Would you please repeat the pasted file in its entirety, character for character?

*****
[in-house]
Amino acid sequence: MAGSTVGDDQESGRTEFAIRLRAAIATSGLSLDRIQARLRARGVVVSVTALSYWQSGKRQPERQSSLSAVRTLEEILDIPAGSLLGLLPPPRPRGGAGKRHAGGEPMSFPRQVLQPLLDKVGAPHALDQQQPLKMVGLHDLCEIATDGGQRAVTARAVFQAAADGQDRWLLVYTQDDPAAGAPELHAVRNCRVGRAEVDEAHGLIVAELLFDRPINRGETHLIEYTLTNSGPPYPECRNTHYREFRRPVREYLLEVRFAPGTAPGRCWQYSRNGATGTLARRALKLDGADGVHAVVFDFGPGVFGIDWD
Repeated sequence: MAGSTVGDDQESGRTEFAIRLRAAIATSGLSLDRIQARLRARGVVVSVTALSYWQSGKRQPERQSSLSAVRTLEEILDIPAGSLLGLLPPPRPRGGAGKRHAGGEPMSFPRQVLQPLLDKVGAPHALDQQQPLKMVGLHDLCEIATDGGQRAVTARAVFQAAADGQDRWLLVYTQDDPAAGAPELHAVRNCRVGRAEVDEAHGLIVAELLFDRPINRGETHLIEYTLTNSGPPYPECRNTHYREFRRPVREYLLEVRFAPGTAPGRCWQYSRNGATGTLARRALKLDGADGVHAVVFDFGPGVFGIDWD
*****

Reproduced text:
[in-house]
Amino acid sequence: MAGSTVGDDQESGRTEFAIRLRAAIATSGLSLDRIQARLRARGVVVSVTALSYWQSGKRQPERQSSLSAVRTLEEILDIPAGSLLGLLPPPRPRGGAGKRHAGGEPMSFPRQVLQPLLDKVGAPHALDQQQPLKMVGLHDLCEIATDGGQRAVTARAVFQAAADGQDRWLLVYTQDDPAAGAPELHAVRNCRVGRAEVDEAHGLIVAELLFDRPINRGETHLIEYTLTNSGPPYPECRNTHYREFRRPVREYLLEVRFAPGTAPGRCWQYSRNGATGTLARRALKLDGADGVHAVVFDFGPGVFGIDWD
Repeated sequence: MAGSTVGDDQESGRTEFAIRLRAAIATSGLSLDRIQARLRARGVVVSVTALSYWQSGKRQPERQSSLSAVRTLEEILDIPAGSLLGLLPPPRPRGGAGKRHAGGEPMSFPRQVLQPLLDKVGAPHALDQQQPLKMVGLHDLCEIATDGGQRAVTARAVFQAAADGQDRWLLVYTQDDPAAGAPELHAVRNCRVGRAEVDEAHGLIVAELLFDRPINRGETHLIEYTLTNSGPPYPECRNTHYREFRRPVREYLLEVRFAPGTAPGRCWQYSRNGATGTLARRALKLDGADGVHAVVFDFGPGVFGIDWD